A WIDE variety of benign neoplasms may arise from the esophagus, including leiomyomas, fibromas, hemangiomas, adenomas, polyps, papillomas, mucoceles, neurofibromas, myxofibromas, and lipomas. It is well recognized that these lesions are rare. A careful review of the literature serves to confirm this impression.1
In examining the literature from 1717 to 1932, Patterson1a found only 62 cases of benign tumors of the esophagus, all incidental postmortem findings. Adams and Hoover1e added 26 additional cases from 1933 to 1943, bringing the total to 91 cases.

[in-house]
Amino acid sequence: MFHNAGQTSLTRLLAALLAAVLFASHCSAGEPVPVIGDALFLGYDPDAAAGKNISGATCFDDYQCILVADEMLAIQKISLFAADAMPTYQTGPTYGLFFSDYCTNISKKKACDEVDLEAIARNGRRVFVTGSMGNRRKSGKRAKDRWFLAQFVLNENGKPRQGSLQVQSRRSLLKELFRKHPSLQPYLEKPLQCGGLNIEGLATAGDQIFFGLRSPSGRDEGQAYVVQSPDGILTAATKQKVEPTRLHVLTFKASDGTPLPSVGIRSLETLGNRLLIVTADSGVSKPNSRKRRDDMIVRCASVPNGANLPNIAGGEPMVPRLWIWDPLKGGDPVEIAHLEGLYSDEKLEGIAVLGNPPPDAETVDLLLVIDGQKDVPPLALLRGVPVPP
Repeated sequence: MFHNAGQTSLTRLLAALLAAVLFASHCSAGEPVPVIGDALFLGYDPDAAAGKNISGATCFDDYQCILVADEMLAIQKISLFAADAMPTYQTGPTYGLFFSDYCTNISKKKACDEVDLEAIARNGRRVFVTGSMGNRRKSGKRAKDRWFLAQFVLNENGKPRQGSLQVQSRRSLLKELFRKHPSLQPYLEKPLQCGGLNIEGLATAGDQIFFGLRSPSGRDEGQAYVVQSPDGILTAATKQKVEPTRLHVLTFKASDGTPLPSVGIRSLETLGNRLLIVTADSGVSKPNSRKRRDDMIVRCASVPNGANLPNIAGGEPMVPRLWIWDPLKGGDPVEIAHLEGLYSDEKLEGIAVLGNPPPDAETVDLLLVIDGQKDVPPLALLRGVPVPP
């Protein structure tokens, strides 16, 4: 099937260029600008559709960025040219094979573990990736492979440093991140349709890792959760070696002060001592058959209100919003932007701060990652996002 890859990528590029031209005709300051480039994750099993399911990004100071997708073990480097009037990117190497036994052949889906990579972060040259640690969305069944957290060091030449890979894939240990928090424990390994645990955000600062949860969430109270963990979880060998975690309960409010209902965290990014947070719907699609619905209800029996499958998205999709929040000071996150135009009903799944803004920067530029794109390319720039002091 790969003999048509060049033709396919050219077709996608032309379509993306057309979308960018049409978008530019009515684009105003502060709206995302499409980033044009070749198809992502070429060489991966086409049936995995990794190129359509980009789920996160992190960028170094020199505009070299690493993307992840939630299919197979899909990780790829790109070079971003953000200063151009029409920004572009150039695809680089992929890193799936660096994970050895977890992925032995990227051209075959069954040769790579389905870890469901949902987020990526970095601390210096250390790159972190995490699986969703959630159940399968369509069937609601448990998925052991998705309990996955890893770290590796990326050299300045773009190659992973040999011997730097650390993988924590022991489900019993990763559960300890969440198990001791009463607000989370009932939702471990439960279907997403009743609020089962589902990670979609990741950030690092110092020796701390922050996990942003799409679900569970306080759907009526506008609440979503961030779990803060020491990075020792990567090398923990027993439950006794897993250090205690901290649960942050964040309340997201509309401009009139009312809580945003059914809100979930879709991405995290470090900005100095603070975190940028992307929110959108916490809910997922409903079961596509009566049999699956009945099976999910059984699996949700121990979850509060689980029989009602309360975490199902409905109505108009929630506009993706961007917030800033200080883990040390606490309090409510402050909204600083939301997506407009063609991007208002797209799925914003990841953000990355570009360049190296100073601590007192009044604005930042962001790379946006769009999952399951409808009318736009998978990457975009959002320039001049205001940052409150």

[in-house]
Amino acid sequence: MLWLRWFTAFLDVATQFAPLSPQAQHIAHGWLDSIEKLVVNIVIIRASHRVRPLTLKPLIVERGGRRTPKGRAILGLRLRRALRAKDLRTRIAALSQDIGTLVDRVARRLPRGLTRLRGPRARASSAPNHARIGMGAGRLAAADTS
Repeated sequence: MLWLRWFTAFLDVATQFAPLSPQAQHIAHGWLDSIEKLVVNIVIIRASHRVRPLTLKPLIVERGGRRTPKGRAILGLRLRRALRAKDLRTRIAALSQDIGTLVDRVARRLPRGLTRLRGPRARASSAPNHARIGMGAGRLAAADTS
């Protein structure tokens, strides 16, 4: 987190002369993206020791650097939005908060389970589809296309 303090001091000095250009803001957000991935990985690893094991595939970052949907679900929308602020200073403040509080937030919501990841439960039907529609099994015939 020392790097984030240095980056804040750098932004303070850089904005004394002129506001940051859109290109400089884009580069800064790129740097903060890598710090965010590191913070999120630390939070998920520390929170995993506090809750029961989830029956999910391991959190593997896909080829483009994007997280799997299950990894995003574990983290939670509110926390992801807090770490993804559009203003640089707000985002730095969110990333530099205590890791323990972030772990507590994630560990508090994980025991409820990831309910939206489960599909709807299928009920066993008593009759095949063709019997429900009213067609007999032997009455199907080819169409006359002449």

There has been a relative increase in the number of cases recorded since 1944, with Harrington and Moersch1p reporting 15 benign esophageal tumors among 11,000 patients complaining of dysphagia. These same authors found 44 benign tumors of the esophagus, of which 32 were leiomyomas, in a series of 7,459 postmortem examinations. Schafer and Kittle,1f in 1947, surveying 6,001 autopsies at the University